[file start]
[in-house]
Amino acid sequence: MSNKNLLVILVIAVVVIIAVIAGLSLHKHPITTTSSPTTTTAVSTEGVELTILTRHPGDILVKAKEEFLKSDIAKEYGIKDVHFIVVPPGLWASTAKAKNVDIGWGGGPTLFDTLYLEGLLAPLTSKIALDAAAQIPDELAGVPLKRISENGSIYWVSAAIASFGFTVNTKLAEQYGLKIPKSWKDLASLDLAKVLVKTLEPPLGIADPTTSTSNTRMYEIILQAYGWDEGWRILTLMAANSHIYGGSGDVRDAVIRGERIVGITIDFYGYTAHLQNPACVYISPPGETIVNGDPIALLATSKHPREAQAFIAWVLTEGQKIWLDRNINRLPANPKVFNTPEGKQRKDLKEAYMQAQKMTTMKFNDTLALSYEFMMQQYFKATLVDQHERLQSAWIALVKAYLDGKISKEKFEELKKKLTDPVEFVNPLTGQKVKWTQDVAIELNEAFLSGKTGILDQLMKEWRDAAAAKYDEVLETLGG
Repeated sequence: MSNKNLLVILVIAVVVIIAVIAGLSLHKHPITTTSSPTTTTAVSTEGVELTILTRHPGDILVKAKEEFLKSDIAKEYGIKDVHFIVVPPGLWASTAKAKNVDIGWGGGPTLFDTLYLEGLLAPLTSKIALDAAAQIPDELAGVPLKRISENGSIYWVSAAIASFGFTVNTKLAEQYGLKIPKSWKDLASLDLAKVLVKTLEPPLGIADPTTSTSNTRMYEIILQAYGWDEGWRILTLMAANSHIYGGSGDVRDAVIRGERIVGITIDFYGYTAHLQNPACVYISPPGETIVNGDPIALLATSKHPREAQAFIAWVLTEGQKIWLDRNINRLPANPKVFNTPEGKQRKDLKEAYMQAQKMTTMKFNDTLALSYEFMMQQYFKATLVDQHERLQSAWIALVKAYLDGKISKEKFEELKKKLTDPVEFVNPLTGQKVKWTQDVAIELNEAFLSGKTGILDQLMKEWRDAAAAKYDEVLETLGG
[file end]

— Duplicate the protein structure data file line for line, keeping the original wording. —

[in-house]
Amino acid sequence: MSNKNLLVILVIAVVVIIAVIAGLSLHKHPITTTSSPTTTTAVSTEGVELTILTRHPGDILVKAKEEFLKSDIAKEYGIKDVHFIVVPPGLWASTAKAKNVDIGWGGGPTLFDTLYLEGLLAPLTSKIALDAAAQIPDELAGVPLKRISENGSIYWVSAAIASFGFTVNTKLAEQYGLKIPKSWKDLASLDLAKVLVKTLEPPLGIADPTTSTSNTRMYEIILQAYGWDEGWRILTLMAANSHIYGGSGDVRDAVIRGERIVGITIDFYGYTAHLQNPACVYISPPGETIVNGDPIALLATSKHPREAQAFIAWVLTEGQKIWLDRNINRLPANPKVFNTPEGKQRKDLKEAYMQAQKMTTMKFNDTLALSYEFMMQQYFKATLVDQHERLQSAWIALVKAYLDGKISKEKFEELKKKLTDPVEFVNPLTGQKVKWTQDVAIELNEAFLSGKTGILDQLMKEWRDAAAAKYDEVLETLGG
Repeated sequence: MSNKNLLVILVIAVVVIIAVIAGLSLHKHPITTTSSPTTTTAVSTEGVELTILTRHPGDILVKAKEEFLKSDIAKEYGIKDVHFIVVPPGLWASTAKAKNVDIGWGGGPTLFDTLYLEGLLAPLTSKIALDAAAQIPDELAGVPLKRISENGSIYWVSAAIASFGFTVNTKLAEQYGLKIPKSWKDLASLDLAKVLVKTLEPPLGIADPTTSTSNTRMYEIILQAYGWDEGWRILTLMAANSHIYGGSGDVRDAVIRGERIVGITIDFYGYTAHLQNPACVYISPPGETIVNGDPIALLATSKHPREAQAFIAWVLTEGQKIWLDRNINRLPANPKVFNTPEGKQRKDLKEAYMQAQKMTTMKFNDTLALSYEFMMQQYFKATLVDQHERLQSAWIALVKAYLDGKISKEKFEELKKKLTDPVEFVNPLTGQKVKWTQDVAIELNEAFLSGKTGILDQLMKEWRDAAAAKYDEVLETLGG